Hope Star from Hope, Arkansas on June 4, 1955 · Page 1
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Hope Star from Hope, Arkansas · Page 1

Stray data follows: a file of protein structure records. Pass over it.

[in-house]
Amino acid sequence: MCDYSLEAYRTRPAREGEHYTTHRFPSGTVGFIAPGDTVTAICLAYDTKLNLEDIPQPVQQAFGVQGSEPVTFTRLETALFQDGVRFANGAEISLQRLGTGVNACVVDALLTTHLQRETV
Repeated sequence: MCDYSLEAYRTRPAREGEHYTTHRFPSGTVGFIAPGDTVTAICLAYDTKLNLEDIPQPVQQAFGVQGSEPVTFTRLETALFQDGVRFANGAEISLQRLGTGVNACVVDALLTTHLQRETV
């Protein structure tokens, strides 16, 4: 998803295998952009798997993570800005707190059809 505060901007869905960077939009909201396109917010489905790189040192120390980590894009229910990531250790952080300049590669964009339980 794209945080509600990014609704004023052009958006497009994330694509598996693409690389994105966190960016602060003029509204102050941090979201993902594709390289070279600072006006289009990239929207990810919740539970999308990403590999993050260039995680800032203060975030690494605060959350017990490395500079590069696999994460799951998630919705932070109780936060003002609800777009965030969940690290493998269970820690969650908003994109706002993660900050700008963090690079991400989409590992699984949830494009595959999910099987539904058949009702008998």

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f MOM .STAR,-HAM, ARKANSAS Friday, June 3, 1$5$ PRICES GOOD ONLY SATURDAY! To City Subscribers: If you fail to get your Star please telephone 7-3431 by 6 p. m.,and a special carrier will deliver your paper. 56TH YEAR: VOL. 56 — NO. 199 Hope »<».' JHL* —. Star •• •" [- ' "I 1 *' V^F, ARKANSAS: warm this afternoon, flnJfht Star of Hopo 1899, Press 1927 Consolidated Jan. 18, 1929 HOPE, ARKANSAS, SATURDAY, JUNE 4, 1955 Member: Jh«, Associated Pr*t« A Audit ftgreau of Circulation* AT. MM Paid Clrd. i MM. lndln ( March S\ t 1953 —1,1*2 THE MOST SPECTACULAR BARGAIN EVENT OF THE 20" CENTURY! [California's Uranium Rush Is Under Way If*, -n , RESTOCKED! ^ 'W«Ji*y« brought out more furniture and ap- I vplionceV from Hie warehouse, rearranged our tore} and made final reductions to effect an •immediate sale on all remaining stocks. But 'you will have to hurry . . . stocks are limited. First Come, First Served. , OPEN SATURDAY From 7 A. M. to 7 P. M. They came, they sow, they bought . . . Not scores of happy home lovers, but they came by the hundreds. We don't know whether we're coming or going on deliveries but be patient, we're getting to you soon as possible. m Sri INAL REDUCTIONS! EVERYTHING MUST BE SOLD TO THE BARE WALLS .$PI !?^T TWILL PAY YOU 9 W W a Bam mxasn m JP™*^ • 9 ^k^^F i»^_^ ^^^^^ IMBIIMH m ju ^& M j0 ^^^B^^ ^^5^^^ Cl.' e • • M • ••••• 39.95 Child's Bedroom Suite, Vanity, Chest, Bed,.. ra Beds/Full Size and Half Beds, Priced low as. !49.95 Sofa Hide-Away Bed with Innerspring Mattress ;95 s Bab)r's fiber Wardrobe, Shopworn .., 1 ShopwornRecord Player |5 Electric Irons i,9Hrosley 21-Inch Television.... 89.95 Crosley 17-Inch Television Jt large Size RINSO, One to Customer f"t£f£ "• * 29.95 8-Piece Genuine Mahogany Dining Room Suite $9.95 2-Piece Living Room Suites........... ing Room Pictures Priced low as........... ,95 9x12 Linoleum Rugs, Limited quantify'..... ?,50 Child's OMisole Record^layer, ...... |.5Q £Pc. Used Ojk Dinette..........:.. ULES: $37 $1.88 $4.88 $147 . . 7c .$2d7 .. $77 . $3.88 $19.88 .. $27 BRAVE THE CROWDS $39.50 Innerspring Mattresses.... ...... $21. $29.50 Innerspring Mattresses. .............. $16. $229.95 Used Norge Range, Guaranteed Good Condtiion. $47" $22.50 8-Steel Slat Bed Springs. $13.88 Used 2-Piece Living Room Suite, Cash & Carry $15 $79.95 Mahogany Gate- Leg Table $37" $34.50 Baby Bed and Cotton Mattress......... $16 $29.95 Upholstered Rockers, High Backs $15.88 $24.50 Blonde Step Tables or Wee Tables $8 $149.9$ 9x12 Alexander Smith Axminsfer Rugs, priced from $37 $4.95 Bath Room Heaters, Only 2 50c $59.50 Baby Bed and Mattress................. $26' $69.95 5-Pc. girome Dinettes $47 $139.95 7-Pc. Chrliii Dinettes, Large Table........ $87 $169.95 4-Pc Bedroom Suites ....... HOBO HOT SPRINGS, Calif. Ml :— Two dynamite blasts echoing in P steep-sided Korn River Canyon .-launched California's newest uranium rush under the watchful eyes iof. 50 armed deputies, who expect|ed violence. j JjjA thousand prospectors scurried into the rocky canyon yesterday, but little violence occurred. Claim jumping did, but the experts said it -will be settled by court litigation, which'may last for months. (California's richest uranium mines lie in the canyon. Prospectors said the area abounds in "hot spots." Hundreds of claims were cjuickly filed. Many are overlapping. The new area opened up to prospecting yes- •Ujrday covers 2,914 acres in a por- |tion of Sequoia National Forest which once was set aside by the government as a possible dam site. Much of the canyon rises at a 45- degree angle. Prospectors were allowed to make 20-acre claims. The countryside is so rugged two or more teams could claim the same area Without even seeing one another. The Miracle mine detonated one ojf the blasts which marked the .opening of the big rush. The Kerlon mine, another in the area, set off the other charge. They were ostensibly employed to tell mine employes that it was time lo stake claims. The Miracle and Kcrgon mine areas were posted with warnings that dynamite had been planted. Company officials denied that the warnings were to scare off other prospectors. jTwo prospectors claimed they «ere pushed. A third claimed another man brandished a shotgun in his direction. The sheriff's posse had orders to confiscat firearms, but only a few were found. farmer Faces Murder Charge HELENA, (UP) Prosecutor .John Anderson said today that Harold Sullivan, a Phillips county farmer, would be charged with first degree murder in the fatal ^hooting last May 19 of Joe Pasares. Sullivan has been in custody since the shooting, which sent Casarcs ito a Memphis hospital with fatal [.wounds. He died Tuesday. I The shooting followed an argument, Anderson said. U.S. Wails Release of 11 Airmen RESCUED — Manuell Cruz, trapped for three hours in building that collapsed into a Dallas street late Wednesday, is carried to safety by rescue workers. Three persons were killed and 11 injured wher building collapsed. — NEA Telephot'o Final Honor Roll of Year is Released Tito Favors i (Sermon Unity, Claims By LYNN HEINZERLING BELGRADE, Yugoslavia Ufl The Kremlin's leaders wound their eight-day visit to President Tito today. The Yugoslav marshal apparently managed to hold fast to his independence bi.it echoed Soviet sentiments on German unity and Red Chinese claims to For- Sovi'et Communist party boss Nikita S. Khrushchev, Premier Nikolai A. Bulganin, and Deputy Premier A. I, -Mikoyan left by plane for Moscow this morning. Their aides had left earlifr in a : separate plane. The three leaders were scheduled to stop in Sofia, Bulgaria, before pushing on to the Soviet capital. •Tito drove Khrushchev to the •vi^Jport in his Rolls Royce and inained on hand to see his guests off. In a final round of handshaker O before boarding his plane, Khrushchev spent more time biding farewell to U. S. Ambassador James W. Riddleborger than any of the other diplomats present. At a dinner party last Saturday the two held a peppery exchange on the merits of capitalism versus socia!- Jan ffito and his visitors closed their parley last night with a declaration in general terms of principles urging that the way be paved for peaceful solution lems. of world prob- Khrushchev, who led the six-man delegation the talking here and did most of did not sign the document. He sat on the sidelines while Bulganin and Tito affixed their If. names. I Avhe document said Yugoslavia i and the Soviet Union supported 12th Honor Roll 9 weeks period, 2nd. Semester "A" Alice Gentry, Emogene Fuller, Louise Fagan, John Taylor, Sybil Worthy, Patsy Calhoun, Diane Latshaw, Jimmy Haynes, L'urlene White. 2nd. Semester "A" Alice Gentry, Emogene Fuller, Louise Fagan, John Taylor, Sybii Worthy, Patsy Calhoun, Diane Latshaw, Jimmy "Hayne's*;''Cm-lone White. 2nd. Semester, 2nd. 9 weeks, Merit Roll UP Patsy Hollis, Nancy Smith, Marjorie Whatley, Rufus Herndon, Autry Hatfield, Judy Hammons, Gin- anne Graves, Juanita Gilbert, Charles Gilbert, Jolly McBay, Van Moore, Virginia Lafferty, Lynn Poole. Gladys Roberts, Vivian Ross, Gloria Rothwell, Marlcne Plumley, Jo Anne Russell, Twila Joy Keith, Jack Keck, Sylvia Arnold, James Barnes, Charles Bright, Patsy Martin, Judith May, Dorothy Whitten, Billye Williams, Marshall Rowe, Janelle Yocom, Gail Cook. 2nd. Semester, Me'rit Roll Patsy Hollis, Nancy Smith, Marjorie Whatley, Rufus Herndon, Autry Hatfield, Judy Hammons, Gin- anne Graves, Juanita Gilbert, Virginia Lafferty, Vivian Ross, Gloria Rothwell, Danita Rowe. Marlene Plumley, Jo Anne Russell, Twila Joy Keith, Jack Keck, Sylvia Arnold, James Barnes, Charles Bright, Patsy Martin, Judith May, Dorothy Whitten, Billye Williams, Marshall Rowe, Janelle Yocom. Honor Roll 11th. Grade 2nd. 9 weeks, 2nd. Semester "A" Jimmy Lewis, Mary Lewis, Pat McGill, Janet McKenzie, Marion McQueen, Linda Moore, Dale Zinn, Ricky Forester, Billie Dawn Franks, Carolyn Sue Hicks, Pat Huckabce. 2nd. Semester "A 1 Mary Lewis, Pat McGill, Janet McKenzie, Marion McQueen, Linda Moore, Dale Zinn, Ricky Forester, Billie Dawn Franks, Carolyn Sue Hicks, Pal Huckabee. 2nd. Semester, 2nd. 9 weeks, Merit Roll Bertha Richardson, Wayne Johnson, Mary Jo Kinscy, Cissy Lcwal- Deafhs Around the NaHon By The ASSOCIATED Press New York — Gerald Mygatt, 67, magazine editor and author who bcgain his writing career as a reporter for the old New York Sun. in New York. Died Thurs Born day. Redwood City, Calif. — Earl Lee Huntington, 69, veteran actor known professionally as Earl Lee who in u "ntil'Vhe'/^ere Wed' rornnt vr»a vc nnnnai-nrl i« oiitrn-r.r.1 .. J ** *- 4 c n-icu. Student Tells of Trip to Washington By Betty Brant In May the Fifth Grades of Garland school went to the old historic town of Washington, Ark. First we visited the largest Magnolia tree in the world. It took seventeen boys shoulder-to-shoulder to reach around the trunk of the tree. From there we went to Miss Mary .Catt's house. Miss Catts was a school teacher in Washington for more than 50 years. One of the in- terosting things about Miss Catt's house was the 'banister around the veranda was hand carved by Neg ro slaves. From Miss Mary Catt's home we went to the Confederate State Capitol. Downstairs we saw pictures of General Lee and other famous people.. Then we signed our names to the register. Upstairs in the Masonic hall we saw some old swords and spears. •.Then we walked up the old Military road until we came lo a marker, marking the place where Ja« mes Black had made the Bowie Knife, sometimes called the "Arkansas Toothpick." After we had seen the plac where James Black made the Bo By WENDELL MERICK HONG KONG (UP) — Author ties waited anxiously, but withou official information, today for Rcc ~hina to make good on an Indii editor's prediction that it plans t free 11 more American airmen in i matter of hours. The imminent release of the flier was forecast by J. C. Jain, man aging director of the Times of In dia, on his arrival in Manila from Hong Kong yesterday. ' "I was informed in Hong Kong that 11 more fliers would be re leased, possibly within 24 hours.' he said. ;: However, there was no concrete indication here of the release, although officials expressed a fervent hope the report was true. Jain added in Maina today that He hoped "no llth 'hour difficulties" would prevent the 11 Ameri- ian airmen from being freed by the ommunists. Four American jet pilots were pleased by Pciping earlier this week and walked to freedom at Hong Kong Tuesday. "They told me was coming out," ivie knife we went to the cour ipuse which is now a school. BP lind the court house was an olc ail where the prisoners were kep recent years appeared in movies and radio and television .hows. Died Thursday. Minneapolis —'Percy B. Hicks, 30, vice president and grain manager of International Milling Co. and first vice president of the,iy[in- neapolis Gi'ain" Exchange.' Born in Winnipeg. Died Thursday. While we were at the court house Miss Mary Margaret Haynes-show ed us the old Methodist Church. I is considered the seat of early Ma thodism in Arkansas. After we had gotten our cold drinks : we "ate- on the Baptist Chinch grounds. The old church was New York - Mrs. Shirley O'Neal "f d a * a hos P ital d "«ng the Civi ,n«= 49 0 ,.tiof o^^ ,,,if^ _F n..,,* I War - You can still see the bulle .Jones, 42, artist and wife of Prof. Harry W. Jones of Columbia Unl versity Law School. Born in Web ster Groves, Mo. Died Thursday, Burnett Rites Held Friday in Gladewater GLADEWATER, Tex. W) — Services for R. W. (Dick) Burnett, coi- 3rful oilman and owner of the Dallas club in the Texas Baseball League, were to be held here this afternoon. Some of the great of the diamond game gathered for the funeral of the man- who revolutionized the promotion of baseball in the Texas ' eague. Directors of the Texas League snd President Dick Butler headed holes in the pillows. After we had eaten lunch we saw the place where James Black died trying to think of the formula from which he made the Bowie knife. Then we walked to the Etter home where we saw an old fashioned bath tub that the ladies used to dangle their feet in while the black mammy bathed them. Then we returned home thankful we had our opportunity historic place. to visit such a Looks for a Lot of Polio This Summer YORK (INS) — Dr. Jonas Salk, developer of the anti-polio vaccine, said today the nation can expect "a lot of polio" the baseball delegation. Members ported this summer — of Burnett's. Dallas ball club were pallbearers. Burnett, 57, died at Shreveport Wednesday of a heart attack. Another funeral service was to more than ever before." to be re"probably another group Jain said. "I certainly hope it's true." t . He said he had received his original information from "a source that is usually reliable" As the hours passed, he still appeared to place strong confidence in his informants. Although the influential Indian newspaperman said he received his tip while in Hong Kong, he did not m'ention it until he reached Manila. Lt. Col Wwigh-iron Simpson U. S. Air Force liaison officer in Hong Kong said he did not plan to go to the Red China Hong Kong bor-, der unless he receives more def'i-' nite information. The U. S. consulate in Hon Kong said it knew nothing of th report. A spokesman for U. S. Far Eas Air Forces headquarters in Tokyo which was alerted two days be fore Communist China released th four airmen earlier this'week, sale it'sfoad received no hint'of an im minent new release. TAKES BOWS — Representatives of Arkansas' champion towns accepted their checks and took bows to applause of the state's leading Industrialists at the fifth annual Community Accomplishment Awards luncheon In Little Rock. First place winners, left to right: Marion Plnkston, Crossess ;Mrs. Rolls Cllne- hens, Qravette, and Glen Black, Boonevllle. — NEA Telephoto First Baptist Church of Hope Observes 10th Year Under the Direction of S. A. Whitlow The First Baptist Church, Hope bserves the pastor's 10th annivcr ary, June 5. • The Rev Mr.' S. A. Whitlow is $600,000 in Food Sent to 58 Countries LITTLE ROCK (UP) - One and one-quarter million pounds of food valued at $600,000 were distributed to needy Arkansas families it •>>• counties during May, accord- ng to the Welfare Commissioner arl Adams. Adams said in a report to Gov. Orval E. Faubus that county wel- are workers interviewed and competed applications of 109,700 per- ons seeking the free food. The surplus butter, cheese short- ning, non-fat dry milk, beans and ice were made available by the cderal government to both welfare ccipients and other needy per- ons. Five additional counties — Car- oil, Columbia, Conway, Desha and Hot Spring — have applied for Rev. Mr. Whitlow rp, TJ-i-L !_ , -- . -, ° iiwvu ajjynuu lUr ihe Pittsburgh University scion- aid, leaving only 12 counties with- tist issued his warning durimz a out formal application. These | native of Arkansas and was engaged in the banking business in Augusta and in Arkadelphia befroe en tering the ministry. He is a graduate of Ouachita College in Arkadelphia, and of Southern Baptist Theological Seminary in Louisville, Kentucky. While attending Ouachita, as ministeral student, the Rev, Mr. Whitlow was pastor of the Baptist churches in Washington and Ozan n Hope County. He was a pastor of a Kentucky church while attend- ng the Seminary and after his ;raduation there, he pastored a Kentucky church for about three ears before coming back to Arkansas to the Ohio Street Baptist Church in Pine Bluff, Arkansas, he church he pastored before com- ng to 'Hope. In the ten years the Rev. Mr. iVhitlow has been pastor of the Firt Baptist Church of Hope, have een fruitful years for the church, 'here have been 461 additions by baptism, 612 have united toy letter. A Brotherhood has been organized and the work of the Women's Mis- Jury eliberares Arson Case -' GREENWOOD Ml — The Circuit Court jury trying wealthy lumberman S. V. Stroud here on a charge of arson resumed its deliberations here this morning following an overnight recess of the trial. . : . After 51/3 Hours of discussion last night, tliis jury was unable to reach a verdict. Jurors spent the night in a Fort Smith hotel, and resumed deliberations at 9:30 a. m. today, , Stroud is accused of setting the $70,000 fire which destroyed a •warehouse he owned • here last April 8., The state charges he aurned the building to collect an 'nsurance policy on it. , ' Yesterday, Stroud took the stand :o deny that he had any part' 'in he -fire. .'.He emphatically denied Sen. Ervin Wants Graff Pay ing Stopped WASHINGTON Ml — Sen. (D-NC) said today the Pe hould bar from further cotitraljts' ny firm found lo have paid raft to government employe*. , v ; Ervin is a member of the Senate^ nvestigatlons subcommitte ftavt investigating what he termed "ti rotten situation" in the buying oi uniform items for the armed forces. n fei The subcommittee, under cSa manship of Sen. McClellan C Ark), hopes to wind up next we< public hearings at which 'It 41 seeking evidence of corruption i big scale purchases of items. • The hearing are in recess uiw Tuesday, when the subcommitte announced It will qeestlon Hart; Lev. wealthy Chicago » facturer, concerning a two mi dollar contract he received — the manufacture of white" satidi caps. , fj Lev, a reputed millionaire, ; been named in hearsay, te; received from a business i the source of some "alleged payments.' New York manufac er Leon M. Levy has sworn heard from Marvin Rubin, a\ mer business hustier for both'I&v and Levy, that Lev paid • $50 J 000 ; i to Air Force Capt. Raymond-Wdol 1 * to get the white cap contract," "H. , „, r ool has sworn he jievet/ go1 the $50,000 or any bribes frod^H" source. Wool was a uniform'] curement officer before being' signed to his, present post at, Ethel; by, Ohio. " ^^ Clow Training! .^ L. '*•*. '_ •* P % «• 1< ^ "i r * *&\$$. to NFA Meet , The CtoW' Tra ter . wH6 'swore thaf'Strou Jimself poured incendiary turpe; ine on material in the plant. ML Daniels, who has pleaded guilty 1 arson, also, testified that Strou aid him $500 to set the blaze. However, 19 witnesses have test fied that Stroud wasn't at the "plan the night of the fire. panel discussion before the Inter- were expected to apply as auicklv sionary Union has P»'°e re ssed th Hal inn^l T-Tr»n Itl-. /~<^., r _j. ^i. .«r. ,] :«i...*i ,- . " J ." *-**^J f \>r\\-\ n\\ \\r\a \rnn i*c T'h/a Qurtr) »n/ t*ftV\nr* national Health Conference .at the • "the satisfaction of the legitimate lien, Lanora Messer, William Per- rights of tiie (Communist) Peo- kins, Rebecca Plumley, Joe Polk, pie's gard Republic of China with to Taiwan (Formosa). re-i Alice Anthony, Ann Adams, Margaret Archer, Don Bailey, Linda .CMhi w ™ JuWwt to 69fl it by 4wn,f r» Fwy, e»ta C«n |t i*»l • v It did not say, however, that Pei\ ping should fight forthe island Betts, Bill Bridget's, Jerry Crawford, .Pat Dupuy, Irene Thornton, now held by Chiang Kai-shek's Na- Shirley Sinclair, Carolyn Sprague, tionalists. The declaration also expressed Wanda Stanley, Laura Rowe, Judy be held at 6 p. m. in Dallas at the.New York City Health Depart Hillcrest Mausoleum, where he will!"lent. be interred. Appearing before 125 health min- Tomorrow night's game in Dallas isters, officials and doctors from with Houston has been postponed]nearly 50 countries-, Dr. Salk first until Monday when a doublcheador'made this flat statement in reply will ba played. There was no immediate an- to^a question from the floor: "I want to warn you that in the nouncement regarding plans of course of this next -summer, there Burnett's heirs for operation of the • will be a lot of polio — probably ball club. His widow is a strong more than ever " baseball fan and might continue as distribution, storage and transportation arrangements are made. Adams told the governor that the aid, together with regular welfare grants, provided welfare clients with the tust car vraffordd them. He predicted the "peak" in the distribution program would come next winter, when he said distribu- as owner. Condolences and praise from At a later before.' news conference, he cleborated by saying that the great came;public interest in polio probably many baseball figures, in-jwould result in a tendency to concluding Baseball Commissioner fuse reports on non-paralytic polio Ford Frick, minor league prcsi- dent, George Trautman, Charley with the paralytic type. "What we mean when we speak Grimm, Hank Grcenberg, Casey | of polio is the paralytic disease Stengell, Paul Richards and others., he said. "We are making our ef- "The Pledge to the Flag" Watkins, Jo Ann White, Teresa Wil- written by Francis Bellamy, I fort to was type." eliminate this paralytic Yugoslav-Soviet support for Red liams, Marilyn Edwards. Martha member of the editorial staff of 111 WEST DIVISION ST. HOPE, ARKANSAS Advertised Items Subject to Prior Sale! Buying Is so fast and furious it is Impossible to tell just what we will have left ... We are going to try to have all items advertised but they cannot be guaranteed. China's claims to a seat in the tiiited Nations. Pi Jugoslavia has diplomatic rela- fi tipns with Red China and in the I past has backed her bid for admission to the U. N. This was the first time, however, that Tito and the Soviets have joined in pushing Peiping's demands for Formosa. In Washington, the State Department declined comment on the statement until it had mo-re timu to study the document. But ori'i- cisis said privately there seemed tvj^be nothing new or startling ir. the declaration. The U. S. officials expressed interest in Yugoslavia's comments on Formosa, but took the view that the "vague working" of the text did not necessarily commit Tito to support Peiping's claims to the Nationalist bastiqn. Moscow radio hailed the decla- Continued on Page Four Continued on Page Two '•Boston magazine in 1892. a, Durinu his half-hour appearance a before the conference, Dr. Saik | brushed aside a question from tion of would the hit the rough the years. The Sunday school has been completely graded and operates as a standard organization. Another evidence of the blessings, of his leadership is in the growth in membership in the various organizations of the church. In June 1945 the Sunday school enrollment; was 769, with an average attendance of 368. The present enrollment Freed Pilots Relax With Loved Ones By ROY ESSOYAN HONOLULU W) —Four „ ^ jet fighter pilots, shot down in th' Korean War and jailed more than two years in Red China, relaxec today in the love and comfort o their families on a Hawaian hoi day. Their tears of joy were' brlch with new hope that 11 other caa tivc U.S. airmen might them soon to freedom. U. follow picnics parties and talkfests to catch up on fam The airmen planned sightseeing tours, beach ily news between four days. military inter They are scheduled to leave foi their homes Monday. Life has moved swiftly for them m the past few days. They were freed Tuesday at the Red China rogations in the next three border near Hong in " , Or ".° Wn to ° tdbu worth per year over thenation. surplus commodities is 935 - with an average attendance he rate of 50,000,000 o£ 545 - The Training Union has grown from an enrollment pf 132. with an average attendance of 59, to an enrollment of 317, with an average attendance of 161, The proposed budget for the chinch in 1D45 totaled $20,000.00, the .budget for 1955 is $70,000.00, The amount for outside causes and benevolences has increased from $5,000.00 to $14,335.00 with an increase to the Cooperative Program from $3,300.00 to $12,000.00. Church pro- UAW, Ford Talks Reach Critical Stage in wives, parents and brothers joyous meeting. Lt. Roland W. Parks of Omaha told a reporter his Chinese jailers gave him "every reason to be, lieve" the other airmen would bo free soon. "They used us," he said. Now Last Call for Petitions in Southwest Arkansas Persons and business houses having partly-filled copies of the Petition to refer to a popular vote the 1955 act exempting animal feed from sales tax are asked to close them out and get them to me at The Star building not later than Tuesday, June 7. After that I will be in Little Rock to make the official filing with Secretary of State C. C. Hall Wednesday, June 8. Notary public service is available to those calling in person at The Star building — but Petitions placed in the mail (not later than Monday) must be signed by the Circulator, at bottom right, and notarized, before mailing. Every signature is needed in this state-wide campaign. Thanks. ALEX. H. WASHBURN . , " ----- " — r ••*• MM*U< *vuvv they re going to use them. The Reds want continual favorable publicity of an international na. ture now " The fliers showed plainly at this time of joy that their thoughts and perty value has increased from prayers were with the men still -, --------- ------ - ------- -.--..,>.! O aiu luuaj $56,550.00 to $300,000.00. A new San- ! left behind. JXow York doctor whether such talks between Ford and his Unit- ctuary has been constructed and' Lt. Lyle w. Cameron Lincoln high-sugar foods as candy and ice^d Auto Workers over Ford's offer future plans call for a new educa-,Neb. spoke for Parks Lt' Col Ed cream would m P i. naon = n i,iw-c e,,.. tn sot „- . ~,.., t .- __..,„_ ... ! tional unit to be erected in the old win Heller. Wynnewo'od, ' Pa. ' and |Capt. Harold E. Fischer, 'swea ing Schoo^Chai A*. '^'M > •Ol'J*!:* *c? gates along, with their AdvJSof Hugh H. Dawson to the 28th As riual Convention which'wa's heli at Pine Bluff, Arkansas on,|he»caii pus of A. M. Si' F. 'College'.' Tti delegates. , who represented chapter were.Leroy Gilmore, « deride* Walker, and Leon.Gips.,., Each of the boys attended al general meetings and served various commutes. They also part in all other activities.. Frederick Walker represented 1 Clow Chapter ,in, The Peach Bl som Federation's Ham Bacon t. Egg Contest at Hope, on Aprili' this year. He exhibited^ one dpzcL of White egg* and one doze&ioll Brown eggs. HJfi White eggs pla*e$ 1st. and the Brown eggs were 2nd? on the Federation. These were Carried to the Contest to rqpre'sent the | ation. The White eggs placed 2n md the Brown eggs placed Jtst./^. the State Contest, These eggs'were selected by Frederick with T the -' J * sistance of his teacher. ' Each first place winner in al contests were allowed to make' ape recording which can tot ,,. at the 1080 spot on your Radio "unday morning, June 5th. at . m. They were, also Televised/* )ver th Pine Bluff station June M under the direction, of B. C, flatt. ie, State Supervisor of Vocational! Agriculture for Negroes in tate of Arkansas. The meeting created much' T . husiasm in the boys and produce many pleasurable memories, re hoping that more pf, their I: ow members could have been'V hem and they are looking forwanj - the next session, S By REY W. BRUNE DETRO T (UP) _CIO Prosi- aent Walter Reuther said today $50,550.00 to $300,000.00. A ne\« San-!left behind. cream would increase a child's sus- to set ceptibility to polio. "I've heard the same story about dental caries (tooth decay)," he said. There was no scientific validity up a multi-million dollar fund to pay laid-off workers have reached the "critical stage." The offer which broke a solid _ .„ for such stories, he added. Heipeared to have cleared described them as. "crude data. Asked whethe r the summi: months were a "bad time" for ing anti-polio shots, Salk replied: "I'm not a vestigalor." recorder, I'm an in- industry front against the princi- has led his people to great heights pie of paying idle workers ap- spiritually. Only God knows the peared to have cleared the way many warn, kind-hearted, and lov- for a -possible settlement in ths ing deeds he has done, not only for near future that would satisfac-.his own membership but for any tonly meet the union demand for that have needed his counsel and Sanctuary site, . , All progress cannot be given in City, Iowa, when asked what numerical terms. Pastor Whitlow wanted most now -that h$ wad a guaranteed annual wage. The offer brightened prospects the key automobile industry would avoid long, crippling strikes this year. « Reuther told newsmen he had help. He said such decision should be made by health officials and physicians who administer the programs at local level. Dr. Salk also said: CBS' Face the National program) ticing rod and reel casting in hisjup" the" 11 remaining fliers fov 1. Children who have been inocu- 1 because he felt public discussion,front yard. . eaily iclease. BIG ONE GOT AWAY WACO, Tex., (UP) — Leslie England, 12, let the big one get cancelled a nation-wide television away yesterday when he was prae- free.' "I'd like to be there to those other 11 when, they come out," he said. There were Indications that Air Force officials flown from Washington to Interrogate the men werf pressing primarily for just such scraps of information as Parks .brought out. Parks .said in a private interview there was every indication the Chinese Reds were ."bvu'ldlng ARKANSAS KILLED VICTORIA. Ten, <ji^. Second ulius L. Collin? was kWed ye* erday when his F86 jet plat rashed at Foster Air ?orce/ near here. His parents are and Mrs. B, H. Collins 427 land, West Helana, Ark, * NEW PRQQRAM MAGNOLIA, W» -^ State College's campus, tion has begun a. new PW entitled "Davy Rocket, King' Space FionUer", , lated cannot give actual polio to of negotiations might, "jeopardize! Hook, line arid sinker were found other children Continued on "not if the vac-i the Pago Two course of negotiations. . Continued on Page Four at four blocks . ivlll IJ*\/V(19 H\\HJl UUl I had snagged escaped. but the car he "They'je following the same pat. tern they followed with us" he Continued on P-ago Two . <-'.' t «/. 'j